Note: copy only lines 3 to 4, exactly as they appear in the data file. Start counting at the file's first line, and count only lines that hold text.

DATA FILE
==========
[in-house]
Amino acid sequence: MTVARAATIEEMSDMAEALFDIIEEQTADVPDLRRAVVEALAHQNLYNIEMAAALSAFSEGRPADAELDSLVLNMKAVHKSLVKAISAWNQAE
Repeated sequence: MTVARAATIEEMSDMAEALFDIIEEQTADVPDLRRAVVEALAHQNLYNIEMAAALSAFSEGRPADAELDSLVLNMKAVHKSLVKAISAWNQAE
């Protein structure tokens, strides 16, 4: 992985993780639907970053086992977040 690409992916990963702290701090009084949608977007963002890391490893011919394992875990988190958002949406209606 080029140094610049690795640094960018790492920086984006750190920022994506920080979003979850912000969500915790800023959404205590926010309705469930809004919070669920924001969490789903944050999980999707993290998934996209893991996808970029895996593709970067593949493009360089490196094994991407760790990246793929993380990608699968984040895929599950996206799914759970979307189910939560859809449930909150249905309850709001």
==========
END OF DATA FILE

Repeated sequence: MTVARAATIEEMSDMAEALFDIIEEQTADVPDLRRAVVEALAHQNLYNIEMAAALSAFSEGRPADAELDSLVLNMKAVHKSLVKAISAWNQAE
């Protein structure tokens, strides 16, 4: 992985993780639907970053086992977040 690409992916990963702290701090009084949608977007963002890391490893011919394992875990988190958002949406209606 080029140094610049690795640094960018790492920086984006750190920022994506920080979003979850912000969500915790800023959404205590926010309705469930809004919070669920924001969490789903944050999980999707993290998934996209893991996808970029895996593709970067593949493009360089490196094994991407760790990246793929993380990608699968984040895929599950996206799914759970979307189910939560859809449930909150249905309850709001």